By Racy M. ’17
“When girls are empowered, it benefits all of us. Investing in girls is key to reducing poverty: Girls who receive an education marry later, have fewer children, and are more likely to get healthcare for themselves and their children. Every year of schooling increases a girl’s future earnings by 10-20%.” (Girl Up: Why Girls?)
As I read the chapter “Learning to Speak Up” in Half the Sky by Nicholas Kristof and Sheryl WuDunn in our Global Issues class it made me think of my experience this past summer when I had the opportunity of going to the Dominican Republic through a program called “Rustic Pathways.” For sixteen days I helped build houses for members of the poorest communities. In one of the communities we visited, Monte Coca, there were three women who operated and owned their own soap factory. The communities in the Dominican Republic called “bateys” did not have a garbage truck to pick up all of their waste so the trash was thrown everywhere, which caused many diseases. These women took the initiative to get ingredients to make body wash, shampoo, and hand soap for the people in their community with their bare hands, and that is not an easy job. I, along with the other students I was traveling with, helped to mix the soap. This consisted of a four-foot-tall vat filled with various liquids being stirred with a six-foot wooden pole. Each person could only stir it for a couple minutes before getting tired, while these three women make soap all day. This really put into perspective for me how much work these women invest into making soap to help their families and friends. They sell these items to make money for themselves and to support their families while helping others as well.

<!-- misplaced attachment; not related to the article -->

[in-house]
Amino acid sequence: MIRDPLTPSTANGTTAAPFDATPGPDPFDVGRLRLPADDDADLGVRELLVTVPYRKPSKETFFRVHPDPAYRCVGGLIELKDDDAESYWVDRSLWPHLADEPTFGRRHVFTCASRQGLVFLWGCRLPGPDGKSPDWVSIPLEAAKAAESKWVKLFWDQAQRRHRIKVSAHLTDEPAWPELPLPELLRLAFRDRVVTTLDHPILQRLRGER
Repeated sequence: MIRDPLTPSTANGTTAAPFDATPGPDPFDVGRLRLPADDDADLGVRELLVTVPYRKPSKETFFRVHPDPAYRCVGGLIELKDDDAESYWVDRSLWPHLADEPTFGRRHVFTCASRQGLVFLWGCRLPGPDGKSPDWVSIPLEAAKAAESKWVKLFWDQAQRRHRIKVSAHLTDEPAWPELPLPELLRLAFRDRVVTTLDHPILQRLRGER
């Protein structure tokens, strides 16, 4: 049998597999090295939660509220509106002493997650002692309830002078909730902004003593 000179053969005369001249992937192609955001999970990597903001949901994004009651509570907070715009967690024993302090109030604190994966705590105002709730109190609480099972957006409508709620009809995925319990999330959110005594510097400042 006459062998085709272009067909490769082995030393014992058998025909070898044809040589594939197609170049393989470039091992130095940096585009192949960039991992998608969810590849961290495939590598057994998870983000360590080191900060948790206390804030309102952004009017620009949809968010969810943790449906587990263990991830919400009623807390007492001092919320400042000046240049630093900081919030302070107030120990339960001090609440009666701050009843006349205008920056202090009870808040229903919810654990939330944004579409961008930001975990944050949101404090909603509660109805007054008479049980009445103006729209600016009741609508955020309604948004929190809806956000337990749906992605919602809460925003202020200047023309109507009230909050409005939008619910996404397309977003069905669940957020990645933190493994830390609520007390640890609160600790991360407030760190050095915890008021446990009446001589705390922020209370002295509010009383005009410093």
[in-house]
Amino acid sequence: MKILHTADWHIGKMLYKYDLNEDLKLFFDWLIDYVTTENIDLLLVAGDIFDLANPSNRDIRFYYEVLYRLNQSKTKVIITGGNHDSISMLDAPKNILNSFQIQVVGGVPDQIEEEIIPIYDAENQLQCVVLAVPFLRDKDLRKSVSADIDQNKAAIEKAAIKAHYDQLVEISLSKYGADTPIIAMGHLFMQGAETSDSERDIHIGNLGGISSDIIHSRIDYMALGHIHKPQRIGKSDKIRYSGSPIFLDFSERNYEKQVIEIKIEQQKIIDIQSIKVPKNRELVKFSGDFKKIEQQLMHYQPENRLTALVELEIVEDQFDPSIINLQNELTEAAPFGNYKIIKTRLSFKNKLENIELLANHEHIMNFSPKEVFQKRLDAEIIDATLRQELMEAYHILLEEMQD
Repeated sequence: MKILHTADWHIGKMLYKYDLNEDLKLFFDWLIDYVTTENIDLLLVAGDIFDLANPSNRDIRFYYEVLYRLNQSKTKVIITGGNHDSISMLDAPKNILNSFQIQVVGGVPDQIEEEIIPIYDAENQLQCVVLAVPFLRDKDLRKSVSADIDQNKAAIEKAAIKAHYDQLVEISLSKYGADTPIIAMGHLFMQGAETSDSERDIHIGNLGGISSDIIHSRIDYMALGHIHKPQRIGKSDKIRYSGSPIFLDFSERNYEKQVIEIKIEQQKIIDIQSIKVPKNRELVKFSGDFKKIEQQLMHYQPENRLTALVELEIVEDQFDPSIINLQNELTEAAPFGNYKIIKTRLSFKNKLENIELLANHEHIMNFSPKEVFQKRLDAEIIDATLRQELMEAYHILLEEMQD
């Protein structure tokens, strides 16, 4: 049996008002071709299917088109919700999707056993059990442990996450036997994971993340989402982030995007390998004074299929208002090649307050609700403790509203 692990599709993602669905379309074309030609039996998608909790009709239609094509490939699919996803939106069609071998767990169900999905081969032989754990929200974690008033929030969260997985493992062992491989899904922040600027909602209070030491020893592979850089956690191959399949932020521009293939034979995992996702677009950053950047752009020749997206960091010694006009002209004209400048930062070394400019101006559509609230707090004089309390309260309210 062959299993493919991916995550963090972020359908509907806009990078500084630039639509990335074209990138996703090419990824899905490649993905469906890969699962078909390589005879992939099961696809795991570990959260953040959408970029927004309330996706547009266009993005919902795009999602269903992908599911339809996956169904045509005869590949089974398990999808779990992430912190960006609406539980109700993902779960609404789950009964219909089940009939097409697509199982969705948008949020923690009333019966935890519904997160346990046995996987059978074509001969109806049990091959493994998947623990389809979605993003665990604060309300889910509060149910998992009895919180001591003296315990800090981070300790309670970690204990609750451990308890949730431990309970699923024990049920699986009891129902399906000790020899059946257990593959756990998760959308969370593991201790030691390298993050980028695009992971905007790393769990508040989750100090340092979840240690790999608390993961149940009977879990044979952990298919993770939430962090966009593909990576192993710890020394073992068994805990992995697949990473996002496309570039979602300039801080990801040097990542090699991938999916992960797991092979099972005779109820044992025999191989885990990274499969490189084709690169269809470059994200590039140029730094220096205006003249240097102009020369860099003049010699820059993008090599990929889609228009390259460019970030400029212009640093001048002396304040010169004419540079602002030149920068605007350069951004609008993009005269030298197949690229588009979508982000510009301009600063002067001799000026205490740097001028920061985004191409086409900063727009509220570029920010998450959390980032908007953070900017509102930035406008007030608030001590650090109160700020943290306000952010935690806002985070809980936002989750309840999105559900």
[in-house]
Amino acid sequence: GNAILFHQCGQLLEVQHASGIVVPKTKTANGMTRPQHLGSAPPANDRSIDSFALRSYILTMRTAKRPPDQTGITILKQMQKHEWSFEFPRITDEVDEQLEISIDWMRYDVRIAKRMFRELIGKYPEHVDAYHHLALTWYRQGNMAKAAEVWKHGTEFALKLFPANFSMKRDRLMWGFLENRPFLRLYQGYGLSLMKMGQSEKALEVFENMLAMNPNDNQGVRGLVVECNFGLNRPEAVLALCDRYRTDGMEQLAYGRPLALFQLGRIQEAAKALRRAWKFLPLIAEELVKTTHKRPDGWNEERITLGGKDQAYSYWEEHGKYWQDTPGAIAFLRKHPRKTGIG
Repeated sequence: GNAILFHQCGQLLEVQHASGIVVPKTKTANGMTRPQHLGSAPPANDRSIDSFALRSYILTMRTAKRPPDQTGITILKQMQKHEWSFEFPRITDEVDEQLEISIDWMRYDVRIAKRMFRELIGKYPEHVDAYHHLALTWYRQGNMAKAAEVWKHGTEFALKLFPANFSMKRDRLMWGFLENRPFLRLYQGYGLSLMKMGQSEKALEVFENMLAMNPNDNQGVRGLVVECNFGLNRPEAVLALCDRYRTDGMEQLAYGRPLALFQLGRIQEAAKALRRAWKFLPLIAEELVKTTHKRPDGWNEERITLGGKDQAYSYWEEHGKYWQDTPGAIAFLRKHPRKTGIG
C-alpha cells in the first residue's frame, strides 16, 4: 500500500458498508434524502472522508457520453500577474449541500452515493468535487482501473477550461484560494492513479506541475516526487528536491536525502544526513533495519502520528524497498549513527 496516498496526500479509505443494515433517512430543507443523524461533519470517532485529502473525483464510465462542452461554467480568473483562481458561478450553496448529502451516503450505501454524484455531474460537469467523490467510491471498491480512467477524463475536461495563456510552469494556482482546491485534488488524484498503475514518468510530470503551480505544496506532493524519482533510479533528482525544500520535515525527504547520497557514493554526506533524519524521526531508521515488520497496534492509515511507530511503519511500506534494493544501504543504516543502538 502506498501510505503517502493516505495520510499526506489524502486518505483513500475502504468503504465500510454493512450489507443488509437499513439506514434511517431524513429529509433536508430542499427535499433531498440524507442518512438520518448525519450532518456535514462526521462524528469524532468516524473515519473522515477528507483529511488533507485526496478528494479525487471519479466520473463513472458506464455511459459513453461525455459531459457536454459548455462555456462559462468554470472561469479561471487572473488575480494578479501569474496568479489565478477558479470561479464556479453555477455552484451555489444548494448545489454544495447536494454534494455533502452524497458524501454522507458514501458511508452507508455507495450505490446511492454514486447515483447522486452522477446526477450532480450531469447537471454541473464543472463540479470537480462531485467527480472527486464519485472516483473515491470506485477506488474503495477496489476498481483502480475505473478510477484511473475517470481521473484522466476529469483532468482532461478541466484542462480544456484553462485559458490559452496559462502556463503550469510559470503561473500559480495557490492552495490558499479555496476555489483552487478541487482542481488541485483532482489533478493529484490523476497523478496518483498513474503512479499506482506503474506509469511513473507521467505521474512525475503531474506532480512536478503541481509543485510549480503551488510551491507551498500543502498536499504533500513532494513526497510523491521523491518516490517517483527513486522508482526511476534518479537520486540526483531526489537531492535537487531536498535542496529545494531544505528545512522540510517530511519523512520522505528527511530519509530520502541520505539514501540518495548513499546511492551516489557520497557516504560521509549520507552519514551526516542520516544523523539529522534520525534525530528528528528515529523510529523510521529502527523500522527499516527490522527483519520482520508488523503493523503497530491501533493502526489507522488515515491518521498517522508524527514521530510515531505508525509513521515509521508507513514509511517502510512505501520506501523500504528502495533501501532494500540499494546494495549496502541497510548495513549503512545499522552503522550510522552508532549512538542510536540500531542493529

Women in male-dominated cultures are taught to accept their position as the subjugated gender, but the women who stand up to this social norm are the ones who empower women around the world to do the same.